Prometryn (belongs to the chemical class of sulfur-substituted triazine or thiomethyl herbicides or thio-S(symmetrical)-triazines.
Prometryn is commercially available from 1964 (in the United States first), 6 years after the first commercial use of first chloro-S-triazines (atrazin, simazin), 8 years after the first experimental use of atrazin, and 12 years after the discovery of herbicidal properties of S-triazines.
It is synthesized by successive N-alkylations of cyanuric acid with the addition of thiomethyl group by mercaptan.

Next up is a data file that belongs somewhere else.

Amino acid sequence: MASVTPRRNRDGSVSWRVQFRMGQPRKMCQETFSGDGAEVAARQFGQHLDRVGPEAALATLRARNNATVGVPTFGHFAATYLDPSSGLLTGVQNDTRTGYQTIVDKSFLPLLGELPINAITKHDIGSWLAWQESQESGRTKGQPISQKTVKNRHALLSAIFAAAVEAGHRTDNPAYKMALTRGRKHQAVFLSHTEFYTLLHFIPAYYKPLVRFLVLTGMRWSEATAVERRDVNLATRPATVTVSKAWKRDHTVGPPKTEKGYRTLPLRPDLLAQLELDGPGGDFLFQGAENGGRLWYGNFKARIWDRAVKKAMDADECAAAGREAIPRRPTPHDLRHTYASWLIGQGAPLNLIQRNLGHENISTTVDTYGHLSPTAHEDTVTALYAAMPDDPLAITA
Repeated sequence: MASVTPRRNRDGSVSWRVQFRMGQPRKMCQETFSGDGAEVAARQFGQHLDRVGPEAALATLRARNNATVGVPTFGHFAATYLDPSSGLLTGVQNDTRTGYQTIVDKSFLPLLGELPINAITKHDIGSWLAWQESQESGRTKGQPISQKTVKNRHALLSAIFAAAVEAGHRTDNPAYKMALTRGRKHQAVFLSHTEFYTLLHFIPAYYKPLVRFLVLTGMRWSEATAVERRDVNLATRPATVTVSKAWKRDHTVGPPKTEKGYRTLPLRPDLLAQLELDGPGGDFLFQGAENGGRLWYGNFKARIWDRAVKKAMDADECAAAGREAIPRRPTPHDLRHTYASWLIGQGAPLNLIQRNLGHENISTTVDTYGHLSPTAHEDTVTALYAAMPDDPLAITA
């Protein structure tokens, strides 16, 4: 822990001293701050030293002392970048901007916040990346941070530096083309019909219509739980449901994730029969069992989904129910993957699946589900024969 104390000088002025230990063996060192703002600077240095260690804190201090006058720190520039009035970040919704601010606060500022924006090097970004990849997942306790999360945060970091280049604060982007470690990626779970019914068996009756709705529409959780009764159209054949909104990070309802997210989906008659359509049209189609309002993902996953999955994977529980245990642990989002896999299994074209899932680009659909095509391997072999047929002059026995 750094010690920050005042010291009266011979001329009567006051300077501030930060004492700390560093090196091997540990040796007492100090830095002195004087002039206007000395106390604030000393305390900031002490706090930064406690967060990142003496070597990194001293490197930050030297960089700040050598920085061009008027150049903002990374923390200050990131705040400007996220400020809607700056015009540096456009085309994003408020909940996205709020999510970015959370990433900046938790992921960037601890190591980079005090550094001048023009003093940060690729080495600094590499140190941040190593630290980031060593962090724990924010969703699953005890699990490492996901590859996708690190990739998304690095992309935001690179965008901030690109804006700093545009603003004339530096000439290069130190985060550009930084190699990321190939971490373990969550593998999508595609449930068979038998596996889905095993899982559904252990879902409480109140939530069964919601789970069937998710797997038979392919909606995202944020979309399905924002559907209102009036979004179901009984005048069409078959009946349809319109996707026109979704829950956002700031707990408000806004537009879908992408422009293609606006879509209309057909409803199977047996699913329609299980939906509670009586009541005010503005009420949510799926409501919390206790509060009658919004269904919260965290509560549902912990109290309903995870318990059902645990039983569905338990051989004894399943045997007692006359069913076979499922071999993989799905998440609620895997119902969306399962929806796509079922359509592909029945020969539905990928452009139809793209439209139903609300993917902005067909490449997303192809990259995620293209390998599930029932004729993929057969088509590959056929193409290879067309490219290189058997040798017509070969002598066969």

Triazines, and concordantly prometryn, were the most applied herbicides throughout the world in the second half of the twentieth century for their presumably low toxicity and relatively low environmental persistency. Prometryn was among 350 most used food pesticides in United States (Environmental Protection Agency (EPA) List A). However, significant evidence was gathered that S-triazines are groundwater contaminants with diverse toxic properties (genotoxic, endocrine disrupting, and immunotoxic). This resulted in the restricted use of atrazine and chloro-S-triazines and finally led to their complete ban in many countries. It was believed that methylthio-S-triazines (prometryn) were less toxic but some countries also banned prometryn together with other triazine herbicides . In 2006, there were at least 11 big manufacturers registered in China, 7 in the USA, 2 in Taiwan and India, and at least 1 big manufacturer in Switzerland, Israel, Italy, and Canada. Even though banned in European countries, large areas of Asia, Africa, Australia and Pacific region, Canada, China, India, and United States are still treated with this herbicide. Large quantities are still being produced; for example, in 2010 one single manufacturer in China produced 20 000 tons of prometryn.